My first few days here began with the case of J., a teenager from Honduras who is currently detained after escaping his country for fear of gangs, who had killed his brother. Today, J. was denied his application for bond. It was horrible to see how the judge’s ruling completely devastated J. as well as the lawyers who spent days devoting themselves to his asylum claim. In this sense, I believe I have seen the two sides of immigration law. On the one hand, the lawyers and many remote workers dedicated countless hours contacting J.’s family, the American family who was going to serve as J.’s sponsor, and other people who could reinforce his claim to be released on bond with a letter of support. On the other, this vast amount of time seemed insignificant when the immigration judge simply repeated the same line of argument forwarded by the federal prosecutor. There was certainly sadness and disappointment on behalf of J., but also a distinct sense of frustration for the seemingly random nature of being assigned to a judge who has yet to grant a bond in one of the strictest parts of the country. — Mark Scaggs ’18, Folkston Detention Center, Folkston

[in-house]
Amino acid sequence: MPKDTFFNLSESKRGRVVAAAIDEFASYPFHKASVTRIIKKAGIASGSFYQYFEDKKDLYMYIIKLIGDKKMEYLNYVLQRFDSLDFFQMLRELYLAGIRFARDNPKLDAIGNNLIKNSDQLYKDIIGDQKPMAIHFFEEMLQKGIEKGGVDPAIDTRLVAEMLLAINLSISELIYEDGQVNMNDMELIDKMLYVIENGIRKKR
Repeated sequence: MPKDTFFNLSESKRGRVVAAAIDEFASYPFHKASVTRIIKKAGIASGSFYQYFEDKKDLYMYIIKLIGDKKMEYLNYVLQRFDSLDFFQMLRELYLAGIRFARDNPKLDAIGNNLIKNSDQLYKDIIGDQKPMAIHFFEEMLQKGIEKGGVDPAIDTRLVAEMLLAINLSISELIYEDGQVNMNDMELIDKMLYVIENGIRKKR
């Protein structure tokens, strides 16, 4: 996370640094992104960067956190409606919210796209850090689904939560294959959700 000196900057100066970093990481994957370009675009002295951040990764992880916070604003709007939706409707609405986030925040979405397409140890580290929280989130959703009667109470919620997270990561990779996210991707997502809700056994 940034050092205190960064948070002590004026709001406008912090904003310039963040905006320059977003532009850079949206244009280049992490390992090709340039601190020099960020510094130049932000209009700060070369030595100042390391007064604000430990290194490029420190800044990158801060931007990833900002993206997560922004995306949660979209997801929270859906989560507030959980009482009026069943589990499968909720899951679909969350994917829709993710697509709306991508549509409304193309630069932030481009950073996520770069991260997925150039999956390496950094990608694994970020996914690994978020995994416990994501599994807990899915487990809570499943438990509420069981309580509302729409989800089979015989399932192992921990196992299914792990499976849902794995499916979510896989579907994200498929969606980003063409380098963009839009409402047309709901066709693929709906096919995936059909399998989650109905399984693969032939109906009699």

I tried to complete my first video-call screening with a woman from the Congo who spoke French and had previously applied for asylum. This was by far the most frustrating part of the experience so far. We spent the first 30 minutes of the meeting troubleshooting the issues we had connecting via Skype and connecting a three-way call with the interpreter. However, after figuring out that it was best to do a three-way call with the interpreter and just use Skype to see her face, we were on our way. Interviewing someone with an interpreter is quite difficult. Everything takes twice as long as it normally would, and it’s super difficult, if not impractical, to ask follow-up questions in many cases. We made it through about a third of the interview before the time for the interpreter was up, so we had to end the interview and reschedule another one to finish it. — David Eik ’19, Irwin Detention Center, Ocilla